And now the most expensive type of caviar: Beluga. Incredibly rare, it commands nearly $ 200 to $ 350 per ounce. Its eggs are large, dark gray and well separated, and come from the wild Beluga sturgeon. However, as the popularity of this caviar endangered Beluga sturgeon populations, the United States banned the import of this type of caviar in 2008. As a result, some forms of caviar are actually illegal in the United States.
As previously mentioned, each type of caviar has its own distinct flavor, but it also has its own unique texture. That said, there are some similarities across the board, and most caviar starts with a burst of salty and salty flavor that tastes faintly like fish or oysters and lingers for a while after eating it. Other types of eggs, however, may have a more umami flavor.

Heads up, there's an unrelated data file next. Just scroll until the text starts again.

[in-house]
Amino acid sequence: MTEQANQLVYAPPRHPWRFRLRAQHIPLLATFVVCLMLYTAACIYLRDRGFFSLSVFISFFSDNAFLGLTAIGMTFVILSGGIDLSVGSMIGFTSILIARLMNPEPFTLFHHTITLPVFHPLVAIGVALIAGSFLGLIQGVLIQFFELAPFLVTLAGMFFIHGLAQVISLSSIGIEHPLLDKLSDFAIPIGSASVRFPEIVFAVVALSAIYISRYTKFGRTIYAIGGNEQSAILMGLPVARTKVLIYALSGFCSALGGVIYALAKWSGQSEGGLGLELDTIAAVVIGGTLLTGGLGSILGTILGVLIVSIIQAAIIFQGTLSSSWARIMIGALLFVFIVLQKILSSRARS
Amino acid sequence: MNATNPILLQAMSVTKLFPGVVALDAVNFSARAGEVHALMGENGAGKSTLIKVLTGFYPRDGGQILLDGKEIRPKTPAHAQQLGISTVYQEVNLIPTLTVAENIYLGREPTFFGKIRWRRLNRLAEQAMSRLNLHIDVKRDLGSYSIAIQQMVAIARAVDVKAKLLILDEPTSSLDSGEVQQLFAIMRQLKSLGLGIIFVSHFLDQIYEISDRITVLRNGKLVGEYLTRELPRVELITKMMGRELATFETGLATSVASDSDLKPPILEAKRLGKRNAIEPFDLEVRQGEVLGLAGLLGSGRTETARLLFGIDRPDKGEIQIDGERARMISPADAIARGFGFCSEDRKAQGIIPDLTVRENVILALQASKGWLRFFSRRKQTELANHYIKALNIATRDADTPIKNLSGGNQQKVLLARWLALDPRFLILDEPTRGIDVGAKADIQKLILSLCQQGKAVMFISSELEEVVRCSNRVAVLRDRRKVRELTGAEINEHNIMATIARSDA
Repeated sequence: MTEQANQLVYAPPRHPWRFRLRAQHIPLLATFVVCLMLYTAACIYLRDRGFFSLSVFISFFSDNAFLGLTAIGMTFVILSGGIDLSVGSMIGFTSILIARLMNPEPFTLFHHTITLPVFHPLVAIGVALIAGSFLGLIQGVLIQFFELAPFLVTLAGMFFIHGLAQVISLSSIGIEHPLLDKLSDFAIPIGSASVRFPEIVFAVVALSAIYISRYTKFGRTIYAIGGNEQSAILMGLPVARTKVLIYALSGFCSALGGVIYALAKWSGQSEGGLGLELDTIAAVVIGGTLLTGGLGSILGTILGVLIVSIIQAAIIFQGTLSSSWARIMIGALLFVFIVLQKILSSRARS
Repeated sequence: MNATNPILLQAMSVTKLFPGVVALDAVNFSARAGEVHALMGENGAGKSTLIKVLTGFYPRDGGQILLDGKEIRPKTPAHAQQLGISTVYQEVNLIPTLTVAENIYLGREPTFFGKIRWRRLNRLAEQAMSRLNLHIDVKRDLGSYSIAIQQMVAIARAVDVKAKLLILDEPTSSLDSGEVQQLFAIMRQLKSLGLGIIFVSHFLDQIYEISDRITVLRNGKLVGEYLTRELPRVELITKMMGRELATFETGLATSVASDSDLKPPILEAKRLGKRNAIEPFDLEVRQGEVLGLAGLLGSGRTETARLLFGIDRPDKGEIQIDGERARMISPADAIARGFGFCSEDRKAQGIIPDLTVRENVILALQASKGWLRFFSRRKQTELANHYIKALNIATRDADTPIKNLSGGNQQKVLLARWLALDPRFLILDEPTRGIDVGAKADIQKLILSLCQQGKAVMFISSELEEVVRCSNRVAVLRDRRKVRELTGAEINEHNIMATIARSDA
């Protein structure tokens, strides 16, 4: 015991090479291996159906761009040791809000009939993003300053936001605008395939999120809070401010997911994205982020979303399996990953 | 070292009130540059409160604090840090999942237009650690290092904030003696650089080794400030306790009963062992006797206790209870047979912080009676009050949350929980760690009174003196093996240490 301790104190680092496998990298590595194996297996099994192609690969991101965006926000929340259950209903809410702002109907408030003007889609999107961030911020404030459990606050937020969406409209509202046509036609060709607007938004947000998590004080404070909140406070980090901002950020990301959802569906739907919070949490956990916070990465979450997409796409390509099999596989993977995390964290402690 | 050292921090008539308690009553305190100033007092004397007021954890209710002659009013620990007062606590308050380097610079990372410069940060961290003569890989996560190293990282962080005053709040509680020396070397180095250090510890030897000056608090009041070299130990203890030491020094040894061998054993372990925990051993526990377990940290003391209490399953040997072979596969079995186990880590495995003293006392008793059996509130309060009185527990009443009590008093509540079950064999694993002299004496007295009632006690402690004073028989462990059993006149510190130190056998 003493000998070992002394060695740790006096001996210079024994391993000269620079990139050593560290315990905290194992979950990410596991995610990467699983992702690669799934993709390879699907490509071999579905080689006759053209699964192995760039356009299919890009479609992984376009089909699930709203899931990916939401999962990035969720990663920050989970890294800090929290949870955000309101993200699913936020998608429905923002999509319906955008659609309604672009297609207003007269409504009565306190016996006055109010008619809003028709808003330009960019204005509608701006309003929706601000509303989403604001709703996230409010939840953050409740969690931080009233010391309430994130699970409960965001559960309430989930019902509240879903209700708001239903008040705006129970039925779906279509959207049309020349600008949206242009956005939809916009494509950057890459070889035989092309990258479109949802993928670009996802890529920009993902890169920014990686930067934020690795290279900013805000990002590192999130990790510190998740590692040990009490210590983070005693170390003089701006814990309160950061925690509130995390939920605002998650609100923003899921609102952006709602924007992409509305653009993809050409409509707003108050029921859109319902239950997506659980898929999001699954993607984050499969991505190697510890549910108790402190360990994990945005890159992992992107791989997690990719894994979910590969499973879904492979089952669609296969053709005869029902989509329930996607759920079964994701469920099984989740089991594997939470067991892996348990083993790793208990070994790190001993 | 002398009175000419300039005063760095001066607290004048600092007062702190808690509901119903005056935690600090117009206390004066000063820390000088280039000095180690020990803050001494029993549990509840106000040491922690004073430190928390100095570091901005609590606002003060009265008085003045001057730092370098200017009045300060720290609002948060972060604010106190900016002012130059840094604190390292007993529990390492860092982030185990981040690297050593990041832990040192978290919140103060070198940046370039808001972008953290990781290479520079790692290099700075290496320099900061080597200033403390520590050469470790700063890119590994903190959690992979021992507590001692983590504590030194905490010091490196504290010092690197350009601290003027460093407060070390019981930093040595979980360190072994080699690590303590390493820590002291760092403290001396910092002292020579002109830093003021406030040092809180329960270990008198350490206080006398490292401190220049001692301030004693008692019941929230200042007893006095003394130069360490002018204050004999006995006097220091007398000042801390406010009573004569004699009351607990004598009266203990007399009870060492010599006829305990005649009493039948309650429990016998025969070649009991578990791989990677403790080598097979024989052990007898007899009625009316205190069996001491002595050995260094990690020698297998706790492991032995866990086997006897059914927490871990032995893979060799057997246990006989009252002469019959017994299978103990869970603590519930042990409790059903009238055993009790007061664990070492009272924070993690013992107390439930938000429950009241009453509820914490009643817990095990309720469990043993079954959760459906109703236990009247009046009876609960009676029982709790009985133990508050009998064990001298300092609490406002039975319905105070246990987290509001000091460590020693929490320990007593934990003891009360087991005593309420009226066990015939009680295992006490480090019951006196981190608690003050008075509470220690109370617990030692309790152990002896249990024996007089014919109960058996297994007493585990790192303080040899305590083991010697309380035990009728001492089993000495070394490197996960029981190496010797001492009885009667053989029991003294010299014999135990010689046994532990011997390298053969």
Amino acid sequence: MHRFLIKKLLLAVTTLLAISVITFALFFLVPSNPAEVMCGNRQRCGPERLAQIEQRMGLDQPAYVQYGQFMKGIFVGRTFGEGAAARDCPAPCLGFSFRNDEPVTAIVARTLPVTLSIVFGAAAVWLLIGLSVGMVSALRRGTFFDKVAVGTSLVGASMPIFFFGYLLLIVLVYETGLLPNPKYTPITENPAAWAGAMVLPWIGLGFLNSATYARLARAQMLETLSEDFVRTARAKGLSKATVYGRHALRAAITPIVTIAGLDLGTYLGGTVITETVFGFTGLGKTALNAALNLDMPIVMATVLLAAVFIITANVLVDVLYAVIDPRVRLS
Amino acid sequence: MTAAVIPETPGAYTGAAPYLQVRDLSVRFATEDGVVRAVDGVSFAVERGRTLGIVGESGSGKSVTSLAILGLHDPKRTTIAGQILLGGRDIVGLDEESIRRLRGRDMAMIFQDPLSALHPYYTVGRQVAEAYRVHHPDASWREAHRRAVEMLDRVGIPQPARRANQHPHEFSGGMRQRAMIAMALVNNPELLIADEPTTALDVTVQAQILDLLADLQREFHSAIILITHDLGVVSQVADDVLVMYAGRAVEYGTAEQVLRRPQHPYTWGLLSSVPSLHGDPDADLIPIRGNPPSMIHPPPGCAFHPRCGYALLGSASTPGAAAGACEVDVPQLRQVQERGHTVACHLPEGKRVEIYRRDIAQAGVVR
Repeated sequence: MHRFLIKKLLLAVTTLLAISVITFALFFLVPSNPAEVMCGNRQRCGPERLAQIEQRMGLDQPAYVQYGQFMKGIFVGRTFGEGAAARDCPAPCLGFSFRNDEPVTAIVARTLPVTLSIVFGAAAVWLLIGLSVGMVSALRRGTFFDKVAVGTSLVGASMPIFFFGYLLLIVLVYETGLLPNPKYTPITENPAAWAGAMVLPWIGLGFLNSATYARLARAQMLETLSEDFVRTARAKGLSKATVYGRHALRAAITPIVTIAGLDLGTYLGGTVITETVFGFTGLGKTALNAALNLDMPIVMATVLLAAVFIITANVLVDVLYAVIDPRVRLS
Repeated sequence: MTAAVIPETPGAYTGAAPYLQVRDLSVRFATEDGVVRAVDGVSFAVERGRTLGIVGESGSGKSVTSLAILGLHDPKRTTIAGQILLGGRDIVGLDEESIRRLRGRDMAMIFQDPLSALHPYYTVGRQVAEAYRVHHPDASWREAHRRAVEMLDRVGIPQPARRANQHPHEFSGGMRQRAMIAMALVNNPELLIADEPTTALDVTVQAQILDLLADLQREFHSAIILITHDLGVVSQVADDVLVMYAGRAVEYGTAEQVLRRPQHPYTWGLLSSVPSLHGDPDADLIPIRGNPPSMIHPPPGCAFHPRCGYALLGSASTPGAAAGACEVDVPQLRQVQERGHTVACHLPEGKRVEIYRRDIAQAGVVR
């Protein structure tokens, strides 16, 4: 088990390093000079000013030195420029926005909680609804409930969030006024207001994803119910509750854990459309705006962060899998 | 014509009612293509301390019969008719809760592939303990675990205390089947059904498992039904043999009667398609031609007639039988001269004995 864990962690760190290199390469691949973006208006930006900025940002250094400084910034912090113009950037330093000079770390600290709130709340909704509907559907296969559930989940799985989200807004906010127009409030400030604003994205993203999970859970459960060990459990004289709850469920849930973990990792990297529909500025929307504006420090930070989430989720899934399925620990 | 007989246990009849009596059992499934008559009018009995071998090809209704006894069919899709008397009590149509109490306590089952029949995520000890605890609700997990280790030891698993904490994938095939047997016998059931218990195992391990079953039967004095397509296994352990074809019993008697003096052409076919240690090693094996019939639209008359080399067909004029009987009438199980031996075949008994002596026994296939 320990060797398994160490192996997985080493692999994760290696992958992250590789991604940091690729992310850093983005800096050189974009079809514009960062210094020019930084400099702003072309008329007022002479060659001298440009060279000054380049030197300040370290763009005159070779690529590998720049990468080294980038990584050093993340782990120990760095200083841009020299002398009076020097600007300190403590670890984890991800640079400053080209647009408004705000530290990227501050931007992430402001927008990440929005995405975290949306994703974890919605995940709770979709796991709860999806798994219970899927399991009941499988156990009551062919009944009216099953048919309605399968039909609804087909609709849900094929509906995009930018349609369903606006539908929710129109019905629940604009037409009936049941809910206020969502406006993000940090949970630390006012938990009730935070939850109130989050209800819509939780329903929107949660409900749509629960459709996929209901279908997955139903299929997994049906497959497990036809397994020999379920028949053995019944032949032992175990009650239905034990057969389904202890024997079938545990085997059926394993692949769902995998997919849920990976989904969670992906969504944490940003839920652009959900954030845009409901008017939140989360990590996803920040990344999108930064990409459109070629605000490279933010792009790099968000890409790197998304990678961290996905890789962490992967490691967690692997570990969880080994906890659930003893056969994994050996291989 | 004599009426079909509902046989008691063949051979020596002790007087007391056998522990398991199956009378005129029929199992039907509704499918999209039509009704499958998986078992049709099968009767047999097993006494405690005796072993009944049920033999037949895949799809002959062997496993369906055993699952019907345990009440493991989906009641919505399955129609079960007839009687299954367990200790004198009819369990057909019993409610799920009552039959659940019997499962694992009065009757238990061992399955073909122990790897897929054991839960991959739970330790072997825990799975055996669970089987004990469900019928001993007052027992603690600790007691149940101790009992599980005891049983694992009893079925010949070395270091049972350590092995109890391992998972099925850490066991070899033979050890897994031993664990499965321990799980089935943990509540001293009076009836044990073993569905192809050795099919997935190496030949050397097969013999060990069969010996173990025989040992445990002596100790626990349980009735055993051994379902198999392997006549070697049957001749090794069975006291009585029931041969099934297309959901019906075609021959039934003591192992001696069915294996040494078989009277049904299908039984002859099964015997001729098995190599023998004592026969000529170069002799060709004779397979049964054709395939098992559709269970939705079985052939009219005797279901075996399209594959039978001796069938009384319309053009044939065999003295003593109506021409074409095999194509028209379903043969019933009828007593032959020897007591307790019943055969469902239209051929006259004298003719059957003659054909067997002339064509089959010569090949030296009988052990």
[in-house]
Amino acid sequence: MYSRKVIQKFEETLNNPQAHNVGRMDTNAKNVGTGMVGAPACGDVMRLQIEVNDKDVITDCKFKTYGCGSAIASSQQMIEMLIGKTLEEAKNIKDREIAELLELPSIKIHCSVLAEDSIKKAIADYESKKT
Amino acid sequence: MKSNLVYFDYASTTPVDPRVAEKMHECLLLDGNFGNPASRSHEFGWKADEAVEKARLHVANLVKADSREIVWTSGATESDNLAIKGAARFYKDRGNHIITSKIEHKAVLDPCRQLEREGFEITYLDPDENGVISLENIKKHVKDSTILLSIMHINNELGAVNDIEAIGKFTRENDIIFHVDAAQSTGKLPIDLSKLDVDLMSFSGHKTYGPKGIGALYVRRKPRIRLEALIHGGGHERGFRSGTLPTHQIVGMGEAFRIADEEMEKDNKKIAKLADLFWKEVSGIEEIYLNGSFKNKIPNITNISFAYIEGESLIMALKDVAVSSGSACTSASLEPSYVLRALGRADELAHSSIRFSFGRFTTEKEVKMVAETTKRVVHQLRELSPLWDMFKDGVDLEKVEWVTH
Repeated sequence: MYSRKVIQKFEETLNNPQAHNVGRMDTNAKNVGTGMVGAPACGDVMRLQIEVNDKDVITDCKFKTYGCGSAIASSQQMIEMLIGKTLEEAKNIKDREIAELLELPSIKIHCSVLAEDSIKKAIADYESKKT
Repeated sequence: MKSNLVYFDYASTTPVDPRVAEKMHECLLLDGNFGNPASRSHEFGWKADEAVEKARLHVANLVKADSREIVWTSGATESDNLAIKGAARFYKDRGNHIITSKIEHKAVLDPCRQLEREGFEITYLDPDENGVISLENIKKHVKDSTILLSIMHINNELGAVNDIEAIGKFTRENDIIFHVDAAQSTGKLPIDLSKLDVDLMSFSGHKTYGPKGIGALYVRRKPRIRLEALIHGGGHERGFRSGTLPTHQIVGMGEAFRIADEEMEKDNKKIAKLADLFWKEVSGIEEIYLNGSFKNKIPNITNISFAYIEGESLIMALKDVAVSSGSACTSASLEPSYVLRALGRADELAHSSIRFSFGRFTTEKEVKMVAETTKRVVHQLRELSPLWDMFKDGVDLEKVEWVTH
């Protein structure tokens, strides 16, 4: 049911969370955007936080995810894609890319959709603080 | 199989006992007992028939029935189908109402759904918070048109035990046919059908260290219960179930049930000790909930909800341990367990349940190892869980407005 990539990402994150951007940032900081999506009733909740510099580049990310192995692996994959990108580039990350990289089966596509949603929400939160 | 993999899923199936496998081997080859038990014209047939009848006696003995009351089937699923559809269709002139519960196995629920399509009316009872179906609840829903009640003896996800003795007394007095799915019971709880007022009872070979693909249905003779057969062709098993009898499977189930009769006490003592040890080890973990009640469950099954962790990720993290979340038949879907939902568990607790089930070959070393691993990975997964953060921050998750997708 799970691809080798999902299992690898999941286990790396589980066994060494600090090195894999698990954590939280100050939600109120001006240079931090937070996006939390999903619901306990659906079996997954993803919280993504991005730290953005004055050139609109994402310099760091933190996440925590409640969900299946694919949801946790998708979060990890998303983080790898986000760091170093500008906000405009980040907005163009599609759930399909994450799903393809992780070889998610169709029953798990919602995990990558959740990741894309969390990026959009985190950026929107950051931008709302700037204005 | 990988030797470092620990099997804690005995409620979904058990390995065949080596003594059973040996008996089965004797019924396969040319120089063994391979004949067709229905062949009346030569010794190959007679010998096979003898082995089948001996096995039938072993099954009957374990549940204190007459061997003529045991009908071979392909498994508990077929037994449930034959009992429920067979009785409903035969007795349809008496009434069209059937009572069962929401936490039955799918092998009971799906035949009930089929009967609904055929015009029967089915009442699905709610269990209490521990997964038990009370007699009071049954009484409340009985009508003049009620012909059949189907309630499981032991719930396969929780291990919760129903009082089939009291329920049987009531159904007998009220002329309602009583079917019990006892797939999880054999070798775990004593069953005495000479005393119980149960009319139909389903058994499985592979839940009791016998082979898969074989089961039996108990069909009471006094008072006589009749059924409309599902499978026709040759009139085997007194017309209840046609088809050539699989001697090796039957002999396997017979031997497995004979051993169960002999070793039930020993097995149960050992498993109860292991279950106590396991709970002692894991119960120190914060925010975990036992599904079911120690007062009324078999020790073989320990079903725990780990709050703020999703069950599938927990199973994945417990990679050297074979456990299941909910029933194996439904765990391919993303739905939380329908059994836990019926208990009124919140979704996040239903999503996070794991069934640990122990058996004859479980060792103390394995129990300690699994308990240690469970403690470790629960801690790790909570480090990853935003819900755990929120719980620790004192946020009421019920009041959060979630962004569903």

Although caviar is now considered one of the most exclusive and desirable luxury foods in the world, this has not always been the case. Until the once abundant eggs (which were actually served as bar food!) Became scarce around 1910, people hated eating caviar.
There is no single correct way to enjoy caviar, but in terms of how it is typically served, less is more. Caviar is best enjoyed on its own, eaten straight with a spoon, but can also be served as a garnish, spread or as an appetizer with unsalted crackers or blini (thin, savory mini pancakes). Caviar is also often served as a sort of preparation, with chopped eggs, sour cream, and crème fraîche, often all stacked on top of a blini.